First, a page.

Clinical Evaluation of 3 Families With Basal Laminar Drusen Caused by Novel Mutations in the Complement Factor H Gene

JPH van de Ven, CJF Boon, S Fauser, LH Hoefsloot, D Smailhodzic, F Schoenmaker-Koller, BJ Klevering, Caroline Klaver, AI Hollander, CB (Carel) Hoyng

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Abstract

Objectives: To identify novel complement factor H (CFH) gene mutations and to specify the clinical characteristics in patients with basal laminar drusen (BLD), a clinical subtype of age-related macular degeneration. Methods: Twenty-one probands with BLD were included in this study. The ophthalmic examination included nonstereoscopic 30 degrees color fundus photography, fluorescein angiography, and high-resolution spectral-domain optical coherence tomography. Renal function was tested by measurement of serum creatinine and urea nitrogen levels. Venous blood samples were drawn for genomic DNA, and all coding exons and splice junctions of the CFH gene were analyzed by direct sequencing. Results: In 3 families, we identified novel heterozygous mutations in the CFH gene: p.Ile184fsX, p.Lys204fsX, and c.1697-17_-8del. Ten of 13 mutation carriers displayed the BLD phenotype with a wide variety in clinical presentation, ranging from limited macular drusen to extensive drusen in the posterior pole as well as the peripheral retina. Two patients with BLD developed end-stage kidney disease as a result of membranoproliferative glomerulonephritis type II. Conclusions: The early-onset BLD phenotype can be caused by heterozygous mutations in the CFH gene. Because some patients with BLD are at risk to develop membranoproliferative glomerulonephritis type II, we recommend that patients with extensive BLD undergo screening for renal dysfunction. Clinical Relevance: Elucidation of the clinical BLD phenotype will facilitate identification of individuals predisposed to developing disease-related comorbidity, such as membranoproliferative glomerulonephritis type II. Moreover, with upcoming treatment modalities targeting specific components of the complement system, early identification of patients with BLD and detection of the genetic defect become increasingly important.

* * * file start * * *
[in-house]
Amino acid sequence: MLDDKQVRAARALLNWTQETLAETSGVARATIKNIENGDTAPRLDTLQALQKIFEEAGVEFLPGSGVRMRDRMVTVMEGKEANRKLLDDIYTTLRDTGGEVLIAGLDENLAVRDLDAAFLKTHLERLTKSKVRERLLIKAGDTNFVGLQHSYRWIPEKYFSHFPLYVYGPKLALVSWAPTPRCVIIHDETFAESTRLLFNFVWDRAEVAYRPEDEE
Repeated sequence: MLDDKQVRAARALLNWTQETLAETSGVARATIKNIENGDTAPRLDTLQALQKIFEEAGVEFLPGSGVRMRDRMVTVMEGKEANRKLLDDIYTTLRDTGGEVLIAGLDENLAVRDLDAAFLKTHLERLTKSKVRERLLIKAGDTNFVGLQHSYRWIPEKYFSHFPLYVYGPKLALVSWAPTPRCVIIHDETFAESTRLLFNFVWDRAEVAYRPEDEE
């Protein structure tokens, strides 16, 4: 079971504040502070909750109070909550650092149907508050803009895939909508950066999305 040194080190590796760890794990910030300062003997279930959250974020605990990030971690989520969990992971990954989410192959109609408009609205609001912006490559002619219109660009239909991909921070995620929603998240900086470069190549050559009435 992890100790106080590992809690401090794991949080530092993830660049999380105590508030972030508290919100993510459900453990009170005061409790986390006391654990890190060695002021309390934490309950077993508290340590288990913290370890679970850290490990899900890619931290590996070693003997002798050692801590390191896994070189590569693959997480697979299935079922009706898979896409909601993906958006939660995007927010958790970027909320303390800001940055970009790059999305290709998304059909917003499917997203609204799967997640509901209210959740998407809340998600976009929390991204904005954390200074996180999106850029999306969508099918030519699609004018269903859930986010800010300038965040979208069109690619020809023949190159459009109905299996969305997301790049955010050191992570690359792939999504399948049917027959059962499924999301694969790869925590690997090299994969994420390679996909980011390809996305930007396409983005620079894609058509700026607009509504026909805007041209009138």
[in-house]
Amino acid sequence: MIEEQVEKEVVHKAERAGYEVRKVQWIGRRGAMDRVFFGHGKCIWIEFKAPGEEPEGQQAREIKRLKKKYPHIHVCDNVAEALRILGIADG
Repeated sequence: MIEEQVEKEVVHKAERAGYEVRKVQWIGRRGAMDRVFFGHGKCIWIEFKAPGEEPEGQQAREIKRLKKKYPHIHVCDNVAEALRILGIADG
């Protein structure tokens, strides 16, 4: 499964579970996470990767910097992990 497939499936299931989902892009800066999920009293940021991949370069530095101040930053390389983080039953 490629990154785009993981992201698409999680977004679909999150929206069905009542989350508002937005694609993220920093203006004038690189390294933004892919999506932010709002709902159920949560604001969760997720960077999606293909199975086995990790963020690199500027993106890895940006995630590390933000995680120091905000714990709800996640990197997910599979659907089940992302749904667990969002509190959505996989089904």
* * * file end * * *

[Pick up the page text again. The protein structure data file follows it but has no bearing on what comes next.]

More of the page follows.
Original languageUndefined/Unknown
Pages (from-to)1038-1047
Number of pages10
JournalArchives of Ophthalmology
Volume130
Issue number8
DOIs
Publication statusPublished - 2012

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